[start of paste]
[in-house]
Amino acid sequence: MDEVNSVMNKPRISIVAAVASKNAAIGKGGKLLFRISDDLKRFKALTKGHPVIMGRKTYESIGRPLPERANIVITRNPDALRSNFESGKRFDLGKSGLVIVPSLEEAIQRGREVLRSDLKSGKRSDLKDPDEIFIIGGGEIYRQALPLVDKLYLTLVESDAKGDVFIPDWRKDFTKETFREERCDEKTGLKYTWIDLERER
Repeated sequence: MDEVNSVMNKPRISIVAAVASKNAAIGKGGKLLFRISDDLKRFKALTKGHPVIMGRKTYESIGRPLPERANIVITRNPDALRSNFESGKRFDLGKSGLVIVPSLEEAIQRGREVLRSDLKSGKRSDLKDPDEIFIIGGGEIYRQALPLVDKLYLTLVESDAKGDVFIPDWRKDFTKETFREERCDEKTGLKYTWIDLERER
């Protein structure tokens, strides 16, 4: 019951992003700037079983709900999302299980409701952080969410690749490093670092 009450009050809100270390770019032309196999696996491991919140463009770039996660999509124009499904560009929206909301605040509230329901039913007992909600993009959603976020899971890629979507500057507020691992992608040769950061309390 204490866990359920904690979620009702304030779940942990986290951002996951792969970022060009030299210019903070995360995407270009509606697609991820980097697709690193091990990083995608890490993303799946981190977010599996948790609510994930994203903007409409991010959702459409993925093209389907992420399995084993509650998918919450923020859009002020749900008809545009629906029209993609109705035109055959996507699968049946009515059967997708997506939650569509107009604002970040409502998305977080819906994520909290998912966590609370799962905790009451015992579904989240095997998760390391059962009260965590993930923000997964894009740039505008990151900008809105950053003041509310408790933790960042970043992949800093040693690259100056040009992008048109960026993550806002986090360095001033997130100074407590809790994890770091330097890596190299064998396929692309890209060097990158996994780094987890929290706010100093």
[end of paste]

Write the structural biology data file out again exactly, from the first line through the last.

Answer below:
[in-house]
Amino acid sequence: MDEVNSVMNKPRISIVAAVASKNAAIGKGGKLLFRISDDLKRFKALTKGHPVIMGRKTYESIGRPLPERANIVITRNPDALRSNFESGKRFDLGKSGLVIVPSLEEAIQRGREVLRSDLKSGKRSDLKDPDEIFIIGGGEIYRQALPLVDKLYLTLVESDAKGDVFIPDWRKDFTKETFREERCDEKTGLKYTWIDLERER
Repeated sequence: MDEVNSVMNKPRISIVAAVASKNAAIGKGGKLLFRISDDLKRFKALTKGHPVIMGRKTYESIGRPLPERANIVITRNPDALRSNFESGKRFDLGKSGLVIVPSLEEAIQRGREVLRSDLKSGKRSDLKDPDEIFIIGGGEIYRQALPLVDKLYLTLVESDAKGDVFIPDWRKDFTKETFREERCDEKTGLKYTWIDLERER
């Protein structure tokens, strides 16, 4: 019951992003700037079983709900999302299980409701952080969410690749490093670092 009450009050809100270390770019032309196999696996491991919140463009770039996660999509124009499904560009929206909301605040509230329901039913007992909600993009959603976020899971890629979507500057507020691992992608040769950061309390 204490866990359920904690979620009702304030779940942990986290951002996951792969970022060009030299210019903070995360995407270009509606697609991820980097697709690193091990990083995608890490993303799946981190977010599996948790609510994930994203903007409409991010959702459409993925093209389907992420399995084993509650998918919450923020859009002020749900008809545009629906029209993609109705035109055959996507699968049946009515059967997708997506939650569509107009604002970040409502998305977080819906994520909290998912966590609370799962905790009451015992579904989240095997998760390391059962009260965590993930923000997964894009740039505008990151900008809105950053003041509310408790933790960042970043992949800093040693690259100056040009992008048109960026993550806002986090360095001033997130100074407590809790994890770091330097890596190299064998396929692309890209060097990158996994780094987890929290706010100093």